What is the formula to make fortunes in the stock markets? More often, wealth managers are in pursuit of large returns on a monthly, quarterly or annual basis by capitalising on the daily fluctuations. This investing strategy mostly results in towering churning rates and irrational decisions while discouraging long-term gains.
Making money on a monthly, quarterly or a yearly basis is a short-term process, while the process of wealth creation runs for a much longer tenure.
This makes me recall a riveting conversation between Jeff Bezos, Founder of Amazon, and businessman and moghul Warren Buffett. Bezos asked Buffett, "Your investment thesis is so simple. You're the second richest guy in the world, and it's so simple. Why doesn't everyone just copy you?" To this, Buffett quickly responded, "Because nobody wants to get rich slow."
More often, wealth managers are in pursuit of 20-40 percent returns on the monthly, quarterly or annual basis by capitalising on daily fluctuations. This investing strategy mostly results in towering churning rates and irrational decisions while discouraging the long-term gains. Unlike ‘wealth management’, wealth creation is about purchasing sound businesses backed by rigorous research and holding onto it for a long term.
Also, many investors consider stock price synonymous with its quality. Due to this myopic view, they fail to understand that the stock is much more than the ticker symbol and its market price. When an investor purchases a stock, they are actually making an ownership interest in the business, and the growth prospects of such businesses is hinging on people who are running it. That’s why it is important to unlock the data surrounding the growth prospects, capital discipline and competency of the management before you invest in a stock.
This brings us to the quintessential question: what is the formula to make fortunes in the stock markets? The mantra of wealth creation is simple: investing in a sound business at a price that represents a material discount to its long-term intrinsic value and then allowing the business value to surface over time through ‘Investment Discipline’ and ‘Power of Compounding’. Now, one may ask, if it is so plain sailing, then why is it that only 10 percent of the equity investors are able to make money in the stock markets?
The concept of wealth creation rests on three pillars:
It’s not surprising to meet a couch potato investor who is always glued to the stock screens. What he fails to understand is that the news anchor is pontificating every update related to markets, socio-economic data, political developments; whereas, on the other hand, there is a deluge of hot stock tips. A novice investor with a pitcher in his hand is trying to catch all this information. However, not all stock and market information demand an immediate action if you are a long-term investor. Broader economic fundamentals and stock specific analysis need to be conducted before you hit a green or red button on your screen.
More often than not, investor psychology and reaction towards market cycles of greed and fear leading to a series of investment decisions essentially go against the very tenets of wealth creation. Unfortunately, many investors rebuke the volatility of the stock markets. However, it is not the stock market fluctuations, but his own emotions that are his biggest foe. The media hype coupled with emotions transform your long-term investing environs into a gambling den.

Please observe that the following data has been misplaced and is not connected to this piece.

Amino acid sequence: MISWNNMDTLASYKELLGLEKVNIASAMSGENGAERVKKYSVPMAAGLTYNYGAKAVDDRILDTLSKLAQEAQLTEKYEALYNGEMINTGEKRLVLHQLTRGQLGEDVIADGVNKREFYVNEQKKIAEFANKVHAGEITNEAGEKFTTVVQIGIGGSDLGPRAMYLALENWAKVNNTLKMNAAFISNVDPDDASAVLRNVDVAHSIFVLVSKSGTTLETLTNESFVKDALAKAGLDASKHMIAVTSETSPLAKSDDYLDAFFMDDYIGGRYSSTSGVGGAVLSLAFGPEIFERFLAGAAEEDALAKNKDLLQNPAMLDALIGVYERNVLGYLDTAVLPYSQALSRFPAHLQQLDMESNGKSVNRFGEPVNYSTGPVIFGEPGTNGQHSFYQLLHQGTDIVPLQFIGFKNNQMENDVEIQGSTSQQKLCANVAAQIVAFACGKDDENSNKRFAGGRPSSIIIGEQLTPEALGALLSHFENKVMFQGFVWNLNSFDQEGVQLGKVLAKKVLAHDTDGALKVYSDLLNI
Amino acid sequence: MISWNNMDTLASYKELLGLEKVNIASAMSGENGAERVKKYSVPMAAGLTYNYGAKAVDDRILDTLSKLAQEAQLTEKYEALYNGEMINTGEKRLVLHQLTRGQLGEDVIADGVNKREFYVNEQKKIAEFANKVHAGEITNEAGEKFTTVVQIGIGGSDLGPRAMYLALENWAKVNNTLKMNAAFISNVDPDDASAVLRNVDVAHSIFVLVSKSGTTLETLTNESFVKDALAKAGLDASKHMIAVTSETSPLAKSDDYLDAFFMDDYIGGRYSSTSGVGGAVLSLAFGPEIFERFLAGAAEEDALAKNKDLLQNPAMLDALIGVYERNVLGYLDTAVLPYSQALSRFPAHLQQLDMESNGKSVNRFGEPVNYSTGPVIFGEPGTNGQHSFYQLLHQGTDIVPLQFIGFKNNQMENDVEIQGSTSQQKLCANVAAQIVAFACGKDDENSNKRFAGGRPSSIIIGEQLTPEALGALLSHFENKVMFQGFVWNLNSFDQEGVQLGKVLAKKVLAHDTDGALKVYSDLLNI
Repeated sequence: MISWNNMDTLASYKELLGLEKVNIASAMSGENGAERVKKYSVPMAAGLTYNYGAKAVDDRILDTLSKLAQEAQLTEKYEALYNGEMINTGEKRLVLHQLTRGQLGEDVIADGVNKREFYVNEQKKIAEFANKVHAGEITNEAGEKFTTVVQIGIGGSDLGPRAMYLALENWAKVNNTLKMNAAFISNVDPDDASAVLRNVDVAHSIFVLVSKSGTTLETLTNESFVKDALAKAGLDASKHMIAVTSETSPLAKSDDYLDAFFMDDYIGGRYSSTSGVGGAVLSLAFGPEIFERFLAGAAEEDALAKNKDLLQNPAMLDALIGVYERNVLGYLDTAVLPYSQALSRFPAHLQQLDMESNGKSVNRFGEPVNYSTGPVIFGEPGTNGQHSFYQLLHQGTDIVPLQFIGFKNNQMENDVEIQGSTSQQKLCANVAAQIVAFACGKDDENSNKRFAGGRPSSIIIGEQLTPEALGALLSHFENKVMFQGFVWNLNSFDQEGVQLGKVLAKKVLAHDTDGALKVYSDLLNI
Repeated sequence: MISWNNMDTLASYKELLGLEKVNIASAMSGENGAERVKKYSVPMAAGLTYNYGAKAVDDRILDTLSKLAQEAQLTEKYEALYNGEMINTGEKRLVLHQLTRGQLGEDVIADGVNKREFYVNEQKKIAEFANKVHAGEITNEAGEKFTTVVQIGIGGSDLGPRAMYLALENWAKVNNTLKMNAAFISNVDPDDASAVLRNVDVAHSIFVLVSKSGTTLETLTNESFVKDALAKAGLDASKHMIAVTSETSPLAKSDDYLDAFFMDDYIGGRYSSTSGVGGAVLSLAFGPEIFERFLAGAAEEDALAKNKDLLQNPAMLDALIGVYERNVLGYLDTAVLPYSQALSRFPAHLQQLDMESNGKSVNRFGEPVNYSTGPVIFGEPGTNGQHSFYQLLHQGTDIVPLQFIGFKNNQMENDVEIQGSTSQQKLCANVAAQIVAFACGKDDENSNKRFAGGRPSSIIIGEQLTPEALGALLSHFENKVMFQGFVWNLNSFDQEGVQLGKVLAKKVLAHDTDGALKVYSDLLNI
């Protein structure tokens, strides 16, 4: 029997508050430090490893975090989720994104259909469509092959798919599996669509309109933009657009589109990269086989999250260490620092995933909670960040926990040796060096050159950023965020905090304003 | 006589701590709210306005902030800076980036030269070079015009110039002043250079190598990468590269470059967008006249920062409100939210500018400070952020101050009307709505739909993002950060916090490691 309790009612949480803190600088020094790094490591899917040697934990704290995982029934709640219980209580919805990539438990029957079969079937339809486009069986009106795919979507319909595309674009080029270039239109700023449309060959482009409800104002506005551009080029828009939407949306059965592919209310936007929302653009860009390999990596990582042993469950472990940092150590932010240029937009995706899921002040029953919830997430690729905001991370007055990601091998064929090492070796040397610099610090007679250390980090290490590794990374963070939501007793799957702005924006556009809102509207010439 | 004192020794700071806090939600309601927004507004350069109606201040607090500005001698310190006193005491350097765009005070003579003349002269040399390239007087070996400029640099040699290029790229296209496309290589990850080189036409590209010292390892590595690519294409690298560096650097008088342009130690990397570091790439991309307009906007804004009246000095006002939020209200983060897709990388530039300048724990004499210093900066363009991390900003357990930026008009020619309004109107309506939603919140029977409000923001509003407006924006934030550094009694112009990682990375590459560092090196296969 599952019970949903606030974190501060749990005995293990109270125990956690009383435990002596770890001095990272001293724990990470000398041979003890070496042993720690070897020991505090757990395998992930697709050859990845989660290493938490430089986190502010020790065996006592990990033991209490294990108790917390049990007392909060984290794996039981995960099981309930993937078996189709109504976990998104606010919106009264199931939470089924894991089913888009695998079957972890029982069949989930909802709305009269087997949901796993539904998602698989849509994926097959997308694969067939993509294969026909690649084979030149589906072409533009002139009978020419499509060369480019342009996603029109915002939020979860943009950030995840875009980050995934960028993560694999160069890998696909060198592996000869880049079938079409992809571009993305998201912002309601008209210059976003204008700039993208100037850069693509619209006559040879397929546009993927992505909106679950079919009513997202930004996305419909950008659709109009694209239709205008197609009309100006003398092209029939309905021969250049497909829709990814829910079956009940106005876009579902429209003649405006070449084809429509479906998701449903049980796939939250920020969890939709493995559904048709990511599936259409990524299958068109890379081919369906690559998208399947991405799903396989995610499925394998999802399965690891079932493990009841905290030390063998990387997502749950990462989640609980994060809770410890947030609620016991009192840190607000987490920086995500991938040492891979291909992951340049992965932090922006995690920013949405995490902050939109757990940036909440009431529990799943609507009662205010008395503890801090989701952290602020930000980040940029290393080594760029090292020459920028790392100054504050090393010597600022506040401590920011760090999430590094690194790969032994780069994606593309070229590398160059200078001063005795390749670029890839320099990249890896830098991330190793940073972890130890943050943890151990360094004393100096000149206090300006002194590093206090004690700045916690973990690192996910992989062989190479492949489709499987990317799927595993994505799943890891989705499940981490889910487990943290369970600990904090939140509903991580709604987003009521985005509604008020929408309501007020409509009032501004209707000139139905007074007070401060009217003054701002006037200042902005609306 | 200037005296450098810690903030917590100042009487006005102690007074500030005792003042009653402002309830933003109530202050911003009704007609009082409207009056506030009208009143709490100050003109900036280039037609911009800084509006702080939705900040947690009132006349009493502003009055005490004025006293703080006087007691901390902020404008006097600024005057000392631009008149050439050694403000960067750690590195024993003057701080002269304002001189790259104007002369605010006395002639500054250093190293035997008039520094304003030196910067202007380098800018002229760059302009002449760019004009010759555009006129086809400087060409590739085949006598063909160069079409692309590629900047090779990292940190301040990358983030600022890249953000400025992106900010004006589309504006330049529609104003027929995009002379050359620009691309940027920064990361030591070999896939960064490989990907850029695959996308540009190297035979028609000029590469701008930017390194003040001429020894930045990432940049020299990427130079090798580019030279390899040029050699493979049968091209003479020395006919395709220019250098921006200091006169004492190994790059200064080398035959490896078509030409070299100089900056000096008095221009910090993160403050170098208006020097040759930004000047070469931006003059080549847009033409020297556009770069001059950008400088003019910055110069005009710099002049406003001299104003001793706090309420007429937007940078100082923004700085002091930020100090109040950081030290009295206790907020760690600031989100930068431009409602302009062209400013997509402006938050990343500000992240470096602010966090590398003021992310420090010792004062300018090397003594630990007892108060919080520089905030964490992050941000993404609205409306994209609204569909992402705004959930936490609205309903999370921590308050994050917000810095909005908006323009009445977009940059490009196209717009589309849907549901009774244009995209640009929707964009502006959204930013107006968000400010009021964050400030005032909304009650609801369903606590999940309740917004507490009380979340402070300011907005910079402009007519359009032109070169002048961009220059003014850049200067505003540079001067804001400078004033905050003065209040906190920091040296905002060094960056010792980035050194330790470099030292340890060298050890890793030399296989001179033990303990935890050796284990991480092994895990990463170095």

The stock market is anything, but definitely not a lottery ticket where you can become a millionaire overnight. The process of making money in the stock market is similar to planting a tree. It needs a few ingredients such as time, patience, and discipline to water it daily to see it grow from a seed into a tree. It is essential to note that wealth is created through “multiplication” and not “merely by addition”. The results will seem slow to come in at first, but persevere. It creates a snowball of money gradually forming an avalanche of wealth over time. Looking back into the past, we have seen a myriad of such stocks such as Eicher Motors, MRF, CEAT, MindTree, Ajanta Pharma which have multiplied by 5-15 times in a span of just five years.
Having said this, how can an investor whose primary concern is long-term wealth creation can achieve his financial objective? Enter the role of Wealth Creators (not to be confused with Wealth Managers). The objective and modus operandi of creators and managers are very unlike. Wealth Creators (your long-term equity advisor) are like your GPS: they will first track your financial state, design a superior tailor-made portfolio, provide periodic stock and market updates, substitute stocks which are stuck in a standstill traffic with better-performing stocks and, lastly, help you not to deviate from your wealth creation journey. With a start to finish guidance on the directions, the complexities, disarrays, incongruity in investing plan and investor’s profile are stripped out.
Like the tortoise that plods along, an intelligent conservative investment will beat out any “high flying trend/stock”– time and time again. There is no substitute for discipline and patience in investing.
(Disclaimer: The views and opinions expressed in this article are those of the author and do not necessarily reflect the views of YourStory.)